Abstract 891: Nox2-Deficient Mice are Protected against Cigarette Smoke-Induced Inhibition of Neovascularization: Role of Reactive Oxygen Species, Nitric Oxide and Endothelial Progenitor Cells
Background: We have previously shown that cigarette smoke exposure is associated with impaired neovascularization following tissue ischemia and that this is at least partly due to increased generation of reactive oxygen species (ROS). Because NADPH oxidase is a major source of ROS in the vasculature, we investigated its role in the modulation of neovascular-ization by cigarette smoke.
Methods and results: Mice deficient for the Nox2-containing NADPH oxidase (Nox2−/−) and control (Nox2+/+) mice were exposed to cigarette smoke for a total of 4 weeks. After two weeks, hindlimb ischemia was surgically induced by femoral artery removal. We found that Nox2−/− mice had a significantly faster rate of blood flow recovery when compared to Nox2+/+ mice, as assessed by Doppler Flow Ratios (DFR) between the ischemic and normal hindlimbs at day 14 after surgery (0.89 ± 0.04 vs. 0.61 ± 0.02, p < 0.001). At the microvascular level, Nox2−/− mice showed a statistically significant higher capillary density in ischemic muscles (535.20 ± 20.75 vs. 279.63 ± 16.11 capillaries per mm2, p < 0.001). We found that Nox2−/− mice displayed reduced oxidative stress in serum (antioxidant levels) and ischemic tissues (nitrotyrosine immunostaining) compared to controls. This was associated with an increased plasma nitrite concentration (Griess reaction) and a preserved expression of the angiogenic factor VEGF in ischemic tissues (Western blot). In addition, we found that the number of peripheral endothelial progenitor cells (EPCs) isolated from the spleen (FACS analysis) was significantly increased in Nox2−/− vs. control mice (0.77 ± 0.07% vs. 0.45 ± 0.05%). In vitro, endothelial cells isolated from the aorta of Nox2−/− mice or HUVECs treated with the NADPH oxidase inhibitor apocynin exhibit reduced superoxide formation (DHE staining) together with preserved migration capacity (Boyden chamber) and angiogenic activities (matrigel assay) when exposed to cigarette smoke extracts.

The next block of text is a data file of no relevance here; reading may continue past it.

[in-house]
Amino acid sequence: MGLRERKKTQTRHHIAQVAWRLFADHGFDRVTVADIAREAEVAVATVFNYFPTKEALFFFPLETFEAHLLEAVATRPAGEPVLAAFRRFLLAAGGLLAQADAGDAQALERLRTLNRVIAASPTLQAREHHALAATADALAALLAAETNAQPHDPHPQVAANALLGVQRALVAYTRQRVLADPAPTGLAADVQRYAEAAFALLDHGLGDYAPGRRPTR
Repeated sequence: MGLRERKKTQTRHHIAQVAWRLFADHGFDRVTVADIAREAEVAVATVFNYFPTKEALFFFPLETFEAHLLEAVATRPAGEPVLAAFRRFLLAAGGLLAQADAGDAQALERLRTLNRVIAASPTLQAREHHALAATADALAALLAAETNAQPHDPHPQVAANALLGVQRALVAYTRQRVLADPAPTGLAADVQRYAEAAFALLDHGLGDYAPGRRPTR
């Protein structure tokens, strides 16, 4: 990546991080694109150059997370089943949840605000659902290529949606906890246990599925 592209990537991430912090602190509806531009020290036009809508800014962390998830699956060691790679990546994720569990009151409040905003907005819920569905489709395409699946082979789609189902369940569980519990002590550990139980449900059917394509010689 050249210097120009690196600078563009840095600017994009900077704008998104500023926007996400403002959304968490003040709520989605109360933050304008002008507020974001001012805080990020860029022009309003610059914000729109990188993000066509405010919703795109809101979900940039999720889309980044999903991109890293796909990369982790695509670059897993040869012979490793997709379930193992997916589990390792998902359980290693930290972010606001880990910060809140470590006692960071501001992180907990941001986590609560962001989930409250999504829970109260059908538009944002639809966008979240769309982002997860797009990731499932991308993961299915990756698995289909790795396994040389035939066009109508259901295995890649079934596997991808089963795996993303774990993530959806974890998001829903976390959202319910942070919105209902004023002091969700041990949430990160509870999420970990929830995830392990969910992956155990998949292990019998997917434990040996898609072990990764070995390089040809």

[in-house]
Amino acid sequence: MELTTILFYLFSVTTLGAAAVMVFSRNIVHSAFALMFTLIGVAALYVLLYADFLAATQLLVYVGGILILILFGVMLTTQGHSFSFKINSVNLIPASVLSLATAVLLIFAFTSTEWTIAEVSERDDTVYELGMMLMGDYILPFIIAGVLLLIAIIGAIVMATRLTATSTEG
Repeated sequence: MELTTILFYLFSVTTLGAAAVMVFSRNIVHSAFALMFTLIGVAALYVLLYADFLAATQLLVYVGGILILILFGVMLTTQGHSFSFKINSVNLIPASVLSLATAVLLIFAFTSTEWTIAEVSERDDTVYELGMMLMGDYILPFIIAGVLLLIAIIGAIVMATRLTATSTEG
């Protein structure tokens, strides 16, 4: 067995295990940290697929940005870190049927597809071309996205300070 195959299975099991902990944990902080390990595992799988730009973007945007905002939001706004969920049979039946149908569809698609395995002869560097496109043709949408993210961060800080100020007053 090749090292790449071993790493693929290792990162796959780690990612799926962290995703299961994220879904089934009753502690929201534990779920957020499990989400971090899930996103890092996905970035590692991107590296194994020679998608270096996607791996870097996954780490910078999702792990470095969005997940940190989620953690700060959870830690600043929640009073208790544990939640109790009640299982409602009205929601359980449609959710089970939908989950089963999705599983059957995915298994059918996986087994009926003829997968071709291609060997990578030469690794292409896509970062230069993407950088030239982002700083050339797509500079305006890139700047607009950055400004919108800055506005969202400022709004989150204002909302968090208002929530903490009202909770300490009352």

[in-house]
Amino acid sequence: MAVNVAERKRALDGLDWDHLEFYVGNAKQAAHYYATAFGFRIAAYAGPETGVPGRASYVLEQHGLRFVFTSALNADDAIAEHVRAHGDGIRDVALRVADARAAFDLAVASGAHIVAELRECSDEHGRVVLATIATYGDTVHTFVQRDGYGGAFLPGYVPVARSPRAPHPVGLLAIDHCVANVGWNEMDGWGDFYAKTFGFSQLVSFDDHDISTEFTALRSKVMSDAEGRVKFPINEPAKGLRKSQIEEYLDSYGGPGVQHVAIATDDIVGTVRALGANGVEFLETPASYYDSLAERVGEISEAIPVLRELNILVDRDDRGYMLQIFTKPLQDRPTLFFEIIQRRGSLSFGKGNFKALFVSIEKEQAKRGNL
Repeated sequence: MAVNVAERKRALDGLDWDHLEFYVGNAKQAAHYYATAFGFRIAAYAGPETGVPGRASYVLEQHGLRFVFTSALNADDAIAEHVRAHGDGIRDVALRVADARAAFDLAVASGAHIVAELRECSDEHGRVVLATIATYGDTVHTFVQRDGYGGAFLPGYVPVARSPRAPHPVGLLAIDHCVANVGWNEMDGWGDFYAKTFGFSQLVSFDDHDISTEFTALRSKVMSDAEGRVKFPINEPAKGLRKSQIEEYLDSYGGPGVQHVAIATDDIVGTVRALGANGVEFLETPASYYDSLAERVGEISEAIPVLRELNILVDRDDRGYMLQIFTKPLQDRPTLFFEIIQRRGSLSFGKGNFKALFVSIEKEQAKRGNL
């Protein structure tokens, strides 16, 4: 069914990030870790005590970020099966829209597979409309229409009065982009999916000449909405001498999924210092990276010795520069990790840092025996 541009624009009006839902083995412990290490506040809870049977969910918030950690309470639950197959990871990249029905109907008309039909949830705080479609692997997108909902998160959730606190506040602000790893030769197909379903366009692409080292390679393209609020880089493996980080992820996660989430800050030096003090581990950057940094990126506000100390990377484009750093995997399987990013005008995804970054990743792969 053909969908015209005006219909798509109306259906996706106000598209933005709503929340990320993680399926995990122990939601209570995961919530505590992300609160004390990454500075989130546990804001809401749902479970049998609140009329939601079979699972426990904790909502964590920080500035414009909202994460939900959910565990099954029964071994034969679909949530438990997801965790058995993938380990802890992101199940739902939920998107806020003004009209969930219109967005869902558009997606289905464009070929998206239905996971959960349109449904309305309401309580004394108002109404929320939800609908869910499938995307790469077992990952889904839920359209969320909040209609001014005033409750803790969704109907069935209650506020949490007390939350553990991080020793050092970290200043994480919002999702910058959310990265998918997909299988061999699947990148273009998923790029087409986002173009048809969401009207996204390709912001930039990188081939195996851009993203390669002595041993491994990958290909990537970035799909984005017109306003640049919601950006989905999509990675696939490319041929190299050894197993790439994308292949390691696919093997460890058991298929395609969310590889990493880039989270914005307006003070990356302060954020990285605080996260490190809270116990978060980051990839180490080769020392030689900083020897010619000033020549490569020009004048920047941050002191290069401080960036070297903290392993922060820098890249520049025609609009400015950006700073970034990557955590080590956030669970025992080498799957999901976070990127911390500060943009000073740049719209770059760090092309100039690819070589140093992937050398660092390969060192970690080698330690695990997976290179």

Conclusions: NADPH oxidase deficiency protects against cigarette smoke-induced impairment of neovascularization. The potential mechanisms involved include a reduction of ROS formation, a preserved expression of the angiogenic factors VEGF and NO, and an increased number of endothelial progenitor cells.